Following the lead of these reformers, the Democratic-controlled state Assembly approved implementing automatic registration last week on a party-line vote. Democrats also hold a majority in the Senate, but they don’t have enough votes in either chamber to override a potential veto from Republican Gov. Brian Sandoval. However, even if Sandoval vetoes the measure, it would still head to voters in 2018.

Election Reform

Utah: A bipartisan group of state legislators want this ruby red state to consider adopting instant-runoff voting, where voters rank multiple candidates in order of preference. If no one attains a majority in the first round, the last place candidate gets eliminated, and votes for that candidate shift to each voter’s second preference. That process repeats until one candidate achieves a majority.

Maine recently became the first state to implement instant-runoff voting for state and congressional races following a 2016 ballot initiative, but Utah could become the first state to pass this reform legislatively. Proponents want it to apply up and down the ballot in races where more than two candidates are running. A state House committee has already advanced a bill to the full chamber for consideration, but its chances of success are uncertain.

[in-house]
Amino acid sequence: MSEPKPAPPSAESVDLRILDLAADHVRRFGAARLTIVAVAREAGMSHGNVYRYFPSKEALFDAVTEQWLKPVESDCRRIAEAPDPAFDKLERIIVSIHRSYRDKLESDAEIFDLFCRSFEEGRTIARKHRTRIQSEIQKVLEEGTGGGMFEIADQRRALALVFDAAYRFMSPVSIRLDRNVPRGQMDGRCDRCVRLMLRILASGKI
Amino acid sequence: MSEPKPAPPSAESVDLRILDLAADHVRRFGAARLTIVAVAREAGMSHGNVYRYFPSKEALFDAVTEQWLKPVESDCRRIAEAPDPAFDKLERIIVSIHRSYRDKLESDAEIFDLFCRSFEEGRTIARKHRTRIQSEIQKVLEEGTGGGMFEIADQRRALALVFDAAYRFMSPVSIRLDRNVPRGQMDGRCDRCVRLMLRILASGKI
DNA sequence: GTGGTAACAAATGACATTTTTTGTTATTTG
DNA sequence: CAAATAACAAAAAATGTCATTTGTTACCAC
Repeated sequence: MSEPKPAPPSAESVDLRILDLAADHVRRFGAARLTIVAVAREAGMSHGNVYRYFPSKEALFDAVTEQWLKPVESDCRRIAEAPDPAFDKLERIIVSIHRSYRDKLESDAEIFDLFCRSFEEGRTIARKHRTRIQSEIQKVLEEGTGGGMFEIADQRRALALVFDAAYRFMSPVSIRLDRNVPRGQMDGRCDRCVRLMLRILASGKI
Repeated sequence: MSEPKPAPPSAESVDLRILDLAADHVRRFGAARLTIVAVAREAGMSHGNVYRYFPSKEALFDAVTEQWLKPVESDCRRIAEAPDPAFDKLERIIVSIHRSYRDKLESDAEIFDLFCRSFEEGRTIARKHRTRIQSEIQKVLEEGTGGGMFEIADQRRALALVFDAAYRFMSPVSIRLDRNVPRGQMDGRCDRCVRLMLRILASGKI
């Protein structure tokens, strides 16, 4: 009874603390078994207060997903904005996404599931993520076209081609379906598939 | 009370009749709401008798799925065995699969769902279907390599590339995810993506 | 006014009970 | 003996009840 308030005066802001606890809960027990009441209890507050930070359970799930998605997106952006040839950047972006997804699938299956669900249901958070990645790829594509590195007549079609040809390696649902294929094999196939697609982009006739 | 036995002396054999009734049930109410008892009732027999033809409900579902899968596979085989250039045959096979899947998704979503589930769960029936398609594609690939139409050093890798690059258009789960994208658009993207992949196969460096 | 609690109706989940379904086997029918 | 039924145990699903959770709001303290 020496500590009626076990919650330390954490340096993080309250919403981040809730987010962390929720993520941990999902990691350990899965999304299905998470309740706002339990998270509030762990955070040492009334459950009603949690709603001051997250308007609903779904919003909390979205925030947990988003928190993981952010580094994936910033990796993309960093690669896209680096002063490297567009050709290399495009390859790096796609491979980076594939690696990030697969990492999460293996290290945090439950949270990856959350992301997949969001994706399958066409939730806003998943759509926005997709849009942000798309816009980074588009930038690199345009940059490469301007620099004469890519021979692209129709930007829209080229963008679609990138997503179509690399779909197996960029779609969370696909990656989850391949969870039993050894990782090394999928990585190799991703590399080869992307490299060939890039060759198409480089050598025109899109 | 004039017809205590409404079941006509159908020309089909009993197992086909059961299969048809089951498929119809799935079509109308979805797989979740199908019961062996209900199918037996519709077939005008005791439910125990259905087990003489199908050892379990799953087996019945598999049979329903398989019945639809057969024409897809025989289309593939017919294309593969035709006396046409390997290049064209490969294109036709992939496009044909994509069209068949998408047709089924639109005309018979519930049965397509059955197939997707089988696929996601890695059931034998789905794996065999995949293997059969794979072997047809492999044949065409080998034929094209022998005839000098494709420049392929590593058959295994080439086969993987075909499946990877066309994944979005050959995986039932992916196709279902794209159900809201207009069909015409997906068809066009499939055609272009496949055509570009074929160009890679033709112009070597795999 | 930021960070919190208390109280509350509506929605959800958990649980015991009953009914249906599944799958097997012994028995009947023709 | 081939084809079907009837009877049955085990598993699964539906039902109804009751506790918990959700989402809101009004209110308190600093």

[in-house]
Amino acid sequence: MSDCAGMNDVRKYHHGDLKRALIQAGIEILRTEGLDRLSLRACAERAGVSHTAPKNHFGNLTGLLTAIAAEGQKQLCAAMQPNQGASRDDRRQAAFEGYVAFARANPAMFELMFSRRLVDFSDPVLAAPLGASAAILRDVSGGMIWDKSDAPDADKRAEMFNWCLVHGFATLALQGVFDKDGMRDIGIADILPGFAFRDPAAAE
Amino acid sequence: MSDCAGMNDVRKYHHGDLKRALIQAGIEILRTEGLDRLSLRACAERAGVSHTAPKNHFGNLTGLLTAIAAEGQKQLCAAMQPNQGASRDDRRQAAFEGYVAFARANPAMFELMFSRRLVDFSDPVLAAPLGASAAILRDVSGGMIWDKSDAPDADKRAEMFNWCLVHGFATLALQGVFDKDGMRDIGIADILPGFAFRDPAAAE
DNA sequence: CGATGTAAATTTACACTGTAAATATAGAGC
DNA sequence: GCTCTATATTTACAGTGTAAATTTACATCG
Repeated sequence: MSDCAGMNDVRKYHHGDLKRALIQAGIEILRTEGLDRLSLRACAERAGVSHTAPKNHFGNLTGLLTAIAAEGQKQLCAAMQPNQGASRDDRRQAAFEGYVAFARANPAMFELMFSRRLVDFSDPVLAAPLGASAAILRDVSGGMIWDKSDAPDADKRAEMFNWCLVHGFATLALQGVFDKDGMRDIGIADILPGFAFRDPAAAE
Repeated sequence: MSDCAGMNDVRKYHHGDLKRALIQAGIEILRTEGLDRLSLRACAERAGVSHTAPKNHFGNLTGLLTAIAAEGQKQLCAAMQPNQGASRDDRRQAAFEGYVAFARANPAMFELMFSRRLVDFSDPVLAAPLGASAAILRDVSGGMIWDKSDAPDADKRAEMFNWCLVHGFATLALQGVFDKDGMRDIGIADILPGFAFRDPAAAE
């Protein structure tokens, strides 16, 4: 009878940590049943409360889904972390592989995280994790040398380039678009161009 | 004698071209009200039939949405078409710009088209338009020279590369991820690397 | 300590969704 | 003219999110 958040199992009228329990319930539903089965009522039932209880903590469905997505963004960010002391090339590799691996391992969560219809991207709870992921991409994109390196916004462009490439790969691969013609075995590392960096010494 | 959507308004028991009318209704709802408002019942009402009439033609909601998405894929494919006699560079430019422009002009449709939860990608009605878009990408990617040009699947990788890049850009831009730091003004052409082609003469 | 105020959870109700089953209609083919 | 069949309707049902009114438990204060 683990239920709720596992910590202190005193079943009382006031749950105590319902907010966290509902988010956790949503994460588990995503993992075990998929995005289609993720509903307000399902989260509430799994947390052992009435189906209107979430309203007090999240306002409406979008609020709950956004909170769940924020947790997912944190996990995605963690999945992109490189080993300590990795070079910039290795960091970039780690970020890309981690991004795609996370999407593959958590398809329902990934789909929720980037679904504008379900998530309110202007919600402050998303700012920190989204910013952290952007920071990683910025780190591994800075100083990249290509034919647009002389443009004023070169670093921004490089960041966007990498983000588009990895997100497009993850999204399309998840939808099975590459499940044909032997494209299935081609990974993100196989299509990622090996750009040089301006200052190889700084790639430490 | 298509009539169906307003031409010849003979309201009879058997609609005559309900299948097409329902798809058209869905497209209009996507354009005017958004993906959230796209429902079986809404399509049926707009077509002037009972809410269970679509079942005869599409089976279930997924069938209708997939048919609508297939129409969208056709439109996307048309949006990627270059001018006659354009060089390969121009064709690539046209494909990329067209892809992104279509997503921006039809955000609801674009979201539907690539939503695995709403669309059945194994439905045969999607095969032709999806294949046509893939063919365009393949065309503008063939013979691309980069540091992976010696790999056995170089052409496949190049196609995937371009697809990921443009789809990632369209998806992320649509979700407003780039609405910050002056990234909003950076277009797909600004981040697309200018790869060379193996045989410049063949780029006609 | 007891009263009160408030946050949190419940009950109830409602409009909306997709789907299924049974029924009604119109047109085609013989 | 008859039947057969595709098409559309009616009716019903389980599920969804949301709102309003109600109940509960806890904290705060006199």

Electoral College

Connecticut: The Nutmeg State’s legislature will soon hold hearings over a proposal to join the National Popular Vote Interstate Compact. That plan would award Connecticut’s seven Electoral College votes to the national popular vote winner regardless of which presidential candidate wins the state, but only if enough states amounting to a majority of electoral votes also sign on.

This compact is far and away the most realistic path toward having presidential elections reflect the popular vote, so naturally, most Republicans are adamantly opposed. Ten states and D.C. have currently joined the compact, but their total of 165 electoral votes is still well shy of the 270 majority needed for it to come into effect.

Democrats narrowly control Connecticut’s state government thanks to their lieutenant governor, who can break ties in their favor in the tied state Senate. So if the party is serious about this vital reform, they could pass it without any Republican support.